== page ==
Around this time last year, I wrote a blog post entitled: “It’s Bigger Than A Numbers Story.” At the time, I had no idea how true that statement would be today.
In the two years that I’ve been the Head of Diversity and Inclusion at Yelp, I’ve learned that there’s no one-size-fits-all diversity solution or program. Every company is different. At Yelp, our primary strategy has been to strengthen our spirit of inclusiveness. Inclusion at Yelp means understanding and sharing in our core values: playing well with others and being authentic in order to create an environment of belonging for all of our employees. Studies have shown that increasing diversity without increasing inclusiveness actually negates the positive effects of diversity.
This year, we measured the success of our inclusion programs through our annual employee engagement survey and learned that 75% of our employees worldwide participate in one or more Yelp Groups. Yelp Groups are voluntary, employee-led communities that serve as a resource to foster a diverse and inclusive workplace aligned with Yelp’s mission, values, goals and business practices.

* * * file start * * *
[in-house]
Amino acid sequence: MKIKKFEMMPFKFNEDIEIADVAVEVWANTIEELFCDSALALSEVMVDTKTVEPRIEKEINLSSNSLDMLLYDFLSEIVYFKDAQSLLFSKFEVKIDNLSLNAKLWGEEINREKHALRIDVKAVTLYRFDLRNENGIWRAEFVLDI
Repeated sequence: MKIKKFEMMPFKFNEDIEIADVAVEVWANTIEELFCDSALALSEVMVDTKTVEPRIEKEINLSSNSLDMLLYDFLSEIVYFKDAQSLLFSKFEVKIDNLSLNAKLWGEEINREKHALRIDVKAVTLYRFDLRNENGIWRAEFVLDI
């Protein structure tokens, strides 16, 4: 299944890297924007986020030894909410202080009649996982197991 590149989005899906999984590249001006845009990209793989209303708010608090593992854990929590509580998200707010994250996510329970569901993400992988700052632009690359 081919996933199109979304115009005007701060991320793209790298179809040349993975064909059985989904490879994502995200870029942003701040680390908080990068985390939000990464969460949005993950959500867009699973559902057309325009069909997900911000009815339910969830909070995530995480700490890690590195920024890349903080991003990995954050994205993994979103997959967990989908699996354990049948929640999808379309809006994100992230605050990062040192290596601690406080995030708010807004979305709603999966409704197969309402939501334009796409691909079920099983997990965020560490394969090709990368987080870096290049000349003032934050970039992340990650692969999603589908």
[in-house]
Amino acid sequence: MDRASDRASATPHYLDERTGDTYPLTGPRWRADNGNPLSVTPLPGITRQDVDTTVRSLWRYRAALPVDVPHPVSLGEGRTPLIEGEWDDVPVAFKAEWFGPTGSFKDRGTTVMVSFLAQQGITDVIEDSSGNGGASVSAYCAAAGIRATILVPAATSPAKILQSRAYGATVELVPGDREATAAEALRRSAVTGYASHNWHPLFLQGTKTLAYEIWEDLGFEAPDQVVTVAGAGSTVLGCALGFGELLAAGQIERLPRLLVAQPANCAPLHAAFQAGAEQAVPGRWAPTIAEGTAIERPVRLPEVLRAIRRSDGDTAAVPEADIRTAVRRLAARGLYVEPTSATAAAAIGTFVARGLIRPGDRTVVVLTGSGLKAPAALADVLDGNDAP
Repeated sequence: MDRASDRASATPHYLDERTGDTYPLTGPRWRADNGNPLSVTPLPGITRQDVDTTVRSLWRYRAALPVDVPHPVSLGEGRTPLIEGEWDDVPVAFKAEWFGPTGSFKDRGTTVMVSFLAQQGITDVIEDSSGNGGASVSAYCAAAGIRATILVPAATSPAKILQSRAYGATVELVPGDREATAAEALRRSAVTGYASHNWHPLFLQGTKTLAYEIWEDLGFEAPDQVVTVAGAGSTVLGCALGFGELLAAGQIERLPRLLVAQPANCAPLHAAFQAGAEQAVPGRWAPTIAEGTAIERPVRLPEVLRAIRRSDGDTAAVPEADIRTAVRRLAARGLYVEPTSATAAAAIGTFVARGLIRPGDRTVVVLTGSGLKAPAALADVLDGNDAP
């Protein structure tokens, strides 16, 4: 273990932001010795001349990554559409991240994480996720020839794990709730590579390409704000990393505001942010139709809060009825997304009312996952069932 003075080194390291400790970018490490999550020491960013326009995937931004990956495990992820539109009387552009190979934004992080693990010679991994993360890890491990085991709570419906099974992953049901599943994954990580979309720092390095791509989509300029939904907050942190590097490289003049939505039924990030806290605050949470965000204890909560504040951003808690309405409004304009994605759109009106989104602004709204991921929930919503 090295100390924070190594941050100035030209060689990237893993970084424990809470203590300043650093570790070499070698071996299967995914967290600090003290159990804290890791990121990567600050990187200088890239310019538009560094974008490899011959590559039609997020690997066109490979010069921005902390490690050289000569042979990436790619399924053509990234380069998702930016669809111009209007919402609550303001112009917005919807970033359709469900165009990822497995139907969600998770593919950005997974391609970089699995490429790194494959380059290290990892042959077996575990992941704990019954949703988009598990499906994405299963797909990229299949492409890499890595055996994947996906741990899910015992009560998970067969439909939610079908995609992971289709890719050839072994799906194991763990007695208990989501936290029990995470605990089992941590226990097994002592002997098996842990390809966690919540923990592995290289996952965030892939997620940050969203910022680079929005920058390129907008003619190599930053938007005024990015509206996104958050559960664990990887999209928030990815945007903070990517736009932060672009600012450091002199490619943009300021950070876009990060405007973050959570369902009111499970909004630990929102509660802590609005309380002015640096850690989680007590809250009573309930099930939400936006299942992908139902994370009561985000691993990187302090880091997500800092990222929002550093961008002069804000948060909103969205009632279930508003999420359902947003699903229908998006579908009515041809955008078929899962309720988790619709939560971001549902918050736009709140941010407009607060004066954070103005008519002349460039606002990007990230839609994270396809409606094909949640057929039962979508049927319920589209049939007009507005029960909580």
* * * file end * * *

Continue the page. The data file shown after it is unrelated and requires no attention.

Yelp Groups are the foundation of our inclusion programs. During the weeks of national unrest between law enforcement and the black community this year, DiverseBurst (our multi-ethnic Yelp Group) held roundtable discussions and shared resources to support one another. This is just one example of the safe spaces Yelp Groups have created which allow employees from all backgrounds to share, support and learn from one another.
Today, we’re sharing our EEO-1 data for 2016. It’s clear we still have a long way to go, but I’m proud of some of the progress we’re making.
While the company is growing fast, we were able to maintain strong gender equity. Our two women-focused Yelp Groups: WAY (Women at Yelp) and AWE (Awesome Women in Engineering) have been building out robust programming, both internally and externally, and fostering welcoming communities for current employees and outreach to future employees.
Things are moving in the right direction. The steps we’ve been taking to build internal communities and open up important discussions have been critical to the inclusive culture we’re continuing to build here at Yelp. Gardiner Rose wrote an article titled “Designing A Bias-Free Organization” in which she says, “For beliefs to change, people’s experiences have to change first.” That is what we’ve tried to do with our Yelp Group programming this past year – give people a personal experience with a variety of communities so that their beliefs and behaviors will eventually change. And this won’t happen overnight. We still have plenty of work to do to broaden the diversity in our tech departments and leadership in 2017 and beyond. The good news is we’re creating a great foundation to accomplish that goal.